Wednesday, September 19, 2012

Working Landscapes



This past Saturday, fellow CES staffer Dan Small and I attended a grassland and shrubland bird symposium sponsored by Virginia Working Landscapes and held at the Smithsonian Conservation Biology Institute in Front Royal, Virginia.  VWL is a consortium of groups interested in, among other things, establishing demonstration sites to showcase best practices for various land uses on working farms and creating a network for landowners to exchange information and ideas.



Bobolink in fall plumage.


We knew it was going to be a good day when the first item on the agenda was a bird walk and tour of a nearby farm.  The group of 25 or so landowners and managers admired and discussed the grass buffers, their species composition and what problems or challenges they had faced in their own efforts to create and maintain grasslands.  As we ambled through Big Bluestem and Indian Grass we heard the constant calls of Bobolinks moving between the grass stand and the adjacent alfalfa field.   Other grassland birds detected included Grasshopper Sparrows and a Dickcissel.  It was almost as though Dan had planted the birds as a primer for his talk about the CRFRS grasslands (he highlighted all three species).




Male Dickcissel.  Photo by Bill Hubick


Back at the lecture hall, speakers covered such topics as bird-friendly haying practices on Vermont dairy farms, maximizing bird habitat on public lands and identifying suitable habitat for Golden-winged Warblers.  Dan Small, representing CRFRS and CES, described the establishment and management of the warm season grasslands on Chino Farms/ Chester River Field Research Station and the birds that have colonized the site.

CES Field Ecologist Dan Small discussing the Chino grasslands.


Mike Wilson, of William and Mary’s Center for Conservation Biology, spoke about determining the appropriate use of land based on the size of the area.  Many grassland birds require larger spaces for breeding habitat than other species.  This means that you could install a perfect looking five acre grassland, but those five acres are probably not enough to sustain any grassland birds.  If you only have five acres of property, he suggests managing it as a shrubland instead.  Many species of birds requiring second-growth scrub/shrub habitats are in decline.  Birds such as Golden-winged Warblers, Yellow-breasted Chats, Dickcissels and Northern Bobwhites are facing great challenges due to habitat loss and could greatly benefit from managing lands for them.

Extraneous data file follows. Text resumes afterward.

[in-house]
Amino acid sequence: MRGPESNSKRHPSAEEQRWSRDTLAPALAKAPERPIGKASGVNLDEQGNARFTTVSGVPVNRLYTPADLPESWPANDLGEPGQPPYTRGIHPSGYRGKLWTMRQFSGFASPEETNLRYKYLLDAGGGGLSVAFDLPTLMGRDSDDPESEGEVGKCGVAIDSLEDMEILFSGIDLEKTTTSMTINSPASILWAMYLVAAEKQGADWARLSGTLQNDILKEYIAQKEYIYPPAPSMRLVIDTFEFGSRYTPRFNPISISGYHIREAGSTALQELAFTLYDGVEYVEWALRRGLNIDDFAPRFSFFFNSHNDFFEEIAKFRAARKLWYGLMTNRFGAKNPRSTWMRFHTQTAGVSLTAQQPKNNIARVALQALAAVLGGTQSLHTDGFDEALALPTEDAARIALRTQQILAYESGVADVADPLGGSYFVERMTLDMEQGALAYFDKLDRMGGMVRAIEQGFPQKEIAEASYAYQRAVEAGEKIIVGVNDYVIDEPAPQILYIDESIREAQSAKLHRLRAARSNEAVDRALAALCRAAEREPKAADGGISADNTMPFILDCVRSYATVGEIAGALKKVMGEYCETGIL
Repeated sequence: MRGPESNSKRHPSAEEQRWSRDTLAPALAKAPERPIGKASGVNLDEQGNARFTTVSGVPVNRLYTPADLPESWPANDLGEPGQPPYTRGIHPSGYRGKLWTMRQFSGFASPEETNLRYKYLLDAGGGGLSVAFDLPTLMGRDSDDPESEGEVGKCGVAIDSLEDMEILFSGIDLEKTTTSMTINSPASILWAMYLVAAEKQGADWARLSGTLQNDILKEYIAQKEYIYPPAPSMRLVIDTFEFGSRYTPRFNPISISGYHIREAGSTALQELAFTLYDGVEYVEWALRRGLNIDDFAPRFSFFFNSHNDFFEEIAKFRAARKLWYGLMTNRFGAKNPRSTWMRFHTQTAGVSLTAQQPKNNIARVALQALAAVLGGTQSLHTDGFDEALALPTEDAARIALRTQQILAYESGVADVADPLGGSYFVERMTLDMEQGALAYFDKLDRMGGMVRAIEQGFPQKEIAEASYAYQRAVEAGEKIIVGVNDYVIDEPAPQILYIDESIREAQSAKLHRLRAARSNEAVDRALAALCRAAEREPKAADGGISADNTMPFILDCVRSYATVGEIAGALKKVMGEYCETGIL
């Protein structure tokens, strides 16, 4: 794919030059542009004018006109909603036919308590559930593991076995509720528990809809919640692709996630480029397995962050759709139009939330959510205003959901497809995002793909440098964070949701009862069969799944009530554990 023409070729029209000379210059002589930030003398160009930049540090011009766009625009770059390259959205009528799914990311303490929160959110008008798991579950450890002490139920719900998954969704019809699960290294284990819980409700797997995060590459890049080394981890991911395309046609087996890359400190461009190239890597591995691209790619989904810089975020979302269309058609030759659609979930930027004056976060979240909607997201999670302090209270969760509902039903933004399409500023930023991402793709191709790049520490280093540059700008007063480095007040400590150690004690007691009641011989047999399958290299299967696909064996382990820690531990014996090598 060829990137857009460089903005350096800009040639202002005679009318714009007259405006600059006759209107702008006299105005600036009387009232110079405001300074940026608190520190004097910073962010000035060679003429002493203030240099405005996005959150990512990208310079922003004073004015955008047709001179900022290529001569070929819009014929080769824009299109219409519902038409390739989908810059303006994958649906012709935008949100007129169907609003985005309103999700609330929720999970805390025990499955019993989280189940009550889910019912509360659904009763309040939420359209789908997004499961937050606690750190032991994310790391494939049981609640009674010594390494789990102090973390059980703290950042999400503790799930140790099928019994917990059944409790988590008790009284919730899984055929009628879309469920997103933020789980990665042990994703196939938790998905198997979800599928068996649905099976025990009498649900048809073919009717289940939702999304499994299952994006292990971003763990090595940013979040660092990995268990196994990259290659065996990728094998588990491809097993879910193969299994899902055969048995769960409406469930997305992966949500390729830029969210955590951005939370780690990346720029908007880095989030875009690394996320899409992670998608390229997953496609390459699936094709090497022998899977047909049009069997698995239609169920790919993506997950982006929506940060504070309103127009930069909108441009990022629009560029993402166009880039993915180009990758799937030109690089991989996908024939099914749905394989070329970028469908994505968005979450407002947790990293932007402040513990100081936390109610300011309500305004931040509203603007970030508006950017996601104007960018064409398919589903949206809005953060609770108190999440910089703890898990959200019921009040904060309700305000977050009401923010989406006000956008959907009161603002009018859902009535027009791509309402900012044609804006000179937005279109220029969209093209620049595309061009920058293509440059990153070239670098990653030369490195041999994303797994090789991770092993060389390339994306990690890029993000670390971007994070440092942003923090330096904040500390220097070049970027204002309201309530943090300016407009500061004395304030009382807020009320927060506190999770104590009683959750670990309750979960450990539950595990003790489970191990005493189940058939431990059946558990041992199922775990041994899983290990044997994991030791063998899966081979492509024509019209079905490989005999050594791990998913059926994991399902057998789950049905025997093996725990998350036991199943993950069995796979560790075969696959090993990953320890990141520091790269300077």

Shrub/scrub habitat may look messy to humans, but looks safe and inviting to birds and other wildlife.


We met many enthusiastic landowners who wanted to provide the great bird habitat that was also compatible with other land uses such as haying, farming and hunting.  It was exciting to see so many like-minded folks and to hear about some of the compromises available to landowners.  Several expressed interest in seeing CRFRS firsthand and learning more about what we have accomplished on Chino.

Information on Virginia Working Landscapes can be found on  their website. Though geared toward Virginians, much of the information is relevant to Marylanders.  Many land restoration projects can be supported through grants from the NRCS (Natural Resources Conservation Service).   Thanks to Bill Hubick for the use of his Dickcissel photo.

Maren Gimpel is a field ecologist at the Chester River Field Research Station.  Photos and stories about the goings on of CRFRS can be found at www.facebook.com/crfrc or at www.washcoll.edu/ces/chesterriverfieldresearchcenter

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